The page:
Liz Truss will replace Boris Johnson as UK Prime Minister on Tuesday
LONDON, September 6 (Reuters) – Liz Truss will replace Boris Johnson as British Prime Minister on Tuesday, traveling to see Queen Elizabeth in Scotland before appointing a new team of senior cabinet ministers to tackle the economic crisis and bring her deeply divided party together.
Truss beat rival Rishi Sunak in a vote of Conservative Party members for the party leadership, promising to deliver tax cuts and help people pay their energy bills and Britain faces a growing energy crisis.
“Thank you for trusting me to lead and deliver for our great country,” Truss said.
“I will take bold steps to get us all through these tough times, to grow our economy and unlock the UK’s potential.”
She will succeed Boris Johnson, who was forced to announce his resignation in July after months of scandals that saw support for his administration dry up and ministers resign to force him out.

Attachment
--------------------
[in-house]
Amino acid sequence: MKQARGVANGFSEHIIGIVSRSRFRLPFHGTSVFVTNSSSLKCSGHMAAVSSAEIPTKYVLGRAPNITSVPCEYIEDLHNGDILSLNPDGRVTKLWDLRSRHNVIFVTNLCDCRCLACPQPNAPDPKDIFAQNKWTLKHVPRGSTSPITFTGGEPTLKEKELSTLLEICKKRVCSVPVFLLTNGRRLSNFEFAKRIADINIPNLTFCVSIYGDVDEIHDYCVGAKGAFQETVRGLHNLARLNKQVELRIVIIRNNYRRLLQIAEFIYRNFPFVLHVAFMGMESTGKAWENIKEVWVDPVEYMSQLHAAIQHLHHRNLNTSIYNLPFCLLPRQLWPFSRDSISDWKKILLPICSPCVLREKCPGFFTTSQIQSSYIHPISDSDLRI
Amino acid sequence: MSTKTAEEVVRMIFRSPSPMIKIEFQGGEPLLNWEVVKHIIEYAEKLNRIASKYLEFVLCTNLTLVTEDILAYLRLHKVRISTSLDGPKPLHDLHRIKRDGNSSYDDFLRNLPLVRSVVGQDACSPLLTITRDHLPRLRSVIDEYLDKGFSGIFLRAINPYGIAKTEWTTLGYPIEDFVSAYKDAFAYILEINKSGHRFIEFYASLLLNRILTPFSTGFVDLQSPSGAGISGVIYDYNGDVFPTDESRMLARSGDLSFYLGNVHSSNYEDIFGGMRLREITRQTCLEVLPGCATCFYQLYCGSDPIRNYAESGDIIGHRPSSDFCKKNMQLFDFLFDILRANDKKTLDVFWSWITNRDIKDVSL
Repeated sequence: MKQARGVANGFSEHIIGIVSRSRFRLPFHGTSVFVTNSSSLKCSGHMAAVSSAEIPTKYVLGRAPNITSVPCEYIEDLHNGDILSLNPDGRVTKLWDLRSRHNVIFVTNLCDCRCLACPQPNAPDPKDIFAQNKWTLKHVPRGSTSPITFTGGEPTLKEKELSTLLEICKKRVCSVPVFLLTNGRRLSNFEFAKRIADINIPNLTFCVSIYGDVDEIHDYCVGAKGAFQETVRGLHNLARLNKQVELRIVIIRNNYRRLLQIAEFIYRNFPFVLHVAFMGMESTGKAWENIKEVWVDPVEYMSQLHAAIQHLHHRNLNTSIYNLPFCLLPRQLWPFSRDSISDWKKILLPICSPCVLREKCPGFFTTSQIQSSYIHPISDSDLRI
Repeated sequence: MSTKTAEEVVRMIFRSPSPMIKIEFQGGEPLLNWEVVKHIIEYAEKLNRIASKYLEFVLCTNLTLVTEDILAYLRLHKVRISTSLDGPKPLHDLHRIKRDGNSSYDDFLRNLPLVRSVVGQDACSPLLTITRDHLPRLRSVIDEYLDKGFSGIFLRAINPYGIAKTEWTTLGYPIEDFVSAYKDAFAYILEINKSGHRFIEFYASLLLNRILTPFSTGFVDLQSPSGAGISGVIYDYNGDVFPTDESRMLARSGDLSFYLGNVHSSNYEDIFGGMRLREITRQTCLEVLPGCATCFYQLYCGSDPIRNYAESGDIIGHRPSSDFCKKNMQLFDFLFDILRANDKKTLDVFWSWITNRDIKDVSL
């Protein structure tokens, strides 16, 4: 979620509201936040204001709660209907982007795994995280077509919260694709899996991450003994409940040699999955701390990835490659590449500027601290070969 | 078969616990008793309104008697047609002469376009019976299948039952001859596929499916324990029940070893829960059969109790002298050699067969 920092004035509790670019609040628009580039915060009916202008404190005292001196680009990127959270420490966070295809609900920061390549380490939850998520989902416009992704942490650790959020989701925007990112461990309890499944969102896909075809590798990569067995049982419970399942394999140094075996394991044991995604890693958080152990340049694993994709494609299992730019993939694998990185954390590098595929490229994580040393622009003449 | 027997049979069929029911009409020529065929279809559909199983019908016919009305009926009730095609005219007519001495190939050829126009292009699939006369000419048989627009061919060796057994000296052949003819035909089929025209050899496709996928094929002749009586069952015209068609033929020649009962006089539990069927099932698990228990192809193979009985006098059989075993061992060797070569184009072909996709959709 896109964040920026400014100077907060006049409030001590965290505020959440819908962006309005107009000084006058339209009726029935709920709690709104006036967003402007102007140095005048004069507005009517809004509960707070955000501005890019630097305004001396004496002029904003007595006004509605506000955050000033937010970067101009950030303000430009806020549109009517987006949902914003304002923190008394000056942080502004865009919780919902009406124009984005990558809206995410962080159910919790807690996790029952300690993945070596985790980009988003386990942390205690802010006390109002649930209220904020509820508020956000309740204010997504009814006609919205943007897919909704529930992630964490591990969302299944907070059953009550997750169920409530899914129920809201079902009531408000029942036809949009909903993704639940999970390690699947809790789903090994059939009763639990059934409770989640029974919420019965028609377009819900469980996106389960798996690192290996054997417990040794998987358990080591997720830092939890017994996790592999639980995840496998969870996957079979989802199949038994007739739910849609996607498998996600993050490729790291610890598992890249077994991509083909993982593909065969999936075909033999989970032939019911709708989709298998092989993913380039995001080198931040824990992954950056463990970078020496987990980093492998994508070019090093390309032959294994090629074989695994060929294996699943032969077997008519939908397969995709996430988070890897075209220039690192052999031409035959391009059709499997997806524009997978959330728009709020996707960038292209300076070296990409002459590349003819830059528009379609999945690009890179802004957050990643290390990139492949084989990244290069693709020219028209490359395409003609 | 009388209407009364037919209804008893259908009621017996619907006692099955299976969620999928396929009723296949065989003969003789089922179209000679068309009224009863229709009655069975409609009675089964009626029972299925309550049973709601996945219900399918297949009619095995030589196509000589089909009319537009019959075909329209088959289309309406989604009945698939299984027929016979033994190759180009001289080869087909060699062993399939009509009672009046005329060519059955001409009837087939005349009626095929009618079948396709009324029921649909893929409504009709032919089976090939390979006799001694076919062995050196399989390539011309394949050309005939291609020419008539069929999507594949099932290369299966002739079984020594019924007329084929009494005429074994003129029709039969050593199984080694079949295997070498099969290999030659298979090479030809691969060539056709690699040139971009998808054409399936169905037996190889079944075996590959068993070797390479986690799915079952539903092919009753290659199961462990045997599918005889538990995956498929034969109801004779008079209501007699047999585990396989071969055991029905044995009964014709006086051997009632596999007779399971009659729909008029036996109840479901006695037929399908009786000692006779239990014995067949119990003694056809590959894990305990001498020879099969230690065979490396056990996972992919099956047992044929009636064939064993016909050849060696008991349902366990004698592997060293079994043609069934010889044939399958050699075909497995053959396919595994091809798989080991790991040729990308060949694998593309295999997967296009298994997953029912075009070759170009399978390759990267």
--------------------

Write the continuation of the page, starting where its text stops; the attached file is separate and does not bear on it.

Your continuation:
Johnson will deliver a speech outside Downing Street and then travel to Scotland to meet Queen Elizabeth at her Balmoral Castle residence to formally hand in his resignation.
Truss will follow him and be asked to form a government by the monarch, before addressing the country himself, then starting appointments to his team of ministers.
A long favorite to replace him, Truss will become the Conservatives’ fourth prime minister in seven years.
Since then, Britain has stumbled from crisis to crisis. Now there is the prospect of a long recession and further increases in inflation, which hit double digits in July.
Although Britain is familiar with the choice – and replacement – of prime ministers, the day’s choreography will have an unusual feel, with Queen Elizabeth meeting Johnson and Truss at Balmoral rather than Buckingham Palace.
The Palace announced last week that the Queen would appoint the new Prime Minister to Balmoral, where she spends her summers, due to mobility issues.
Queen Elizabeth, in whose reign there have been 14 prime ministers before Truss, has had to scale back her public appearances in recent months due to such issues, and also spent a night in hospital last October with an illness not specified.
Truss must therefore travel to Balmoral to become prime minister, a round trip of about a thousand miles, rather than the two mile round trip that prime ministers usually enjoy.
(Reporting by Alistair Smout; editing by David Evans)
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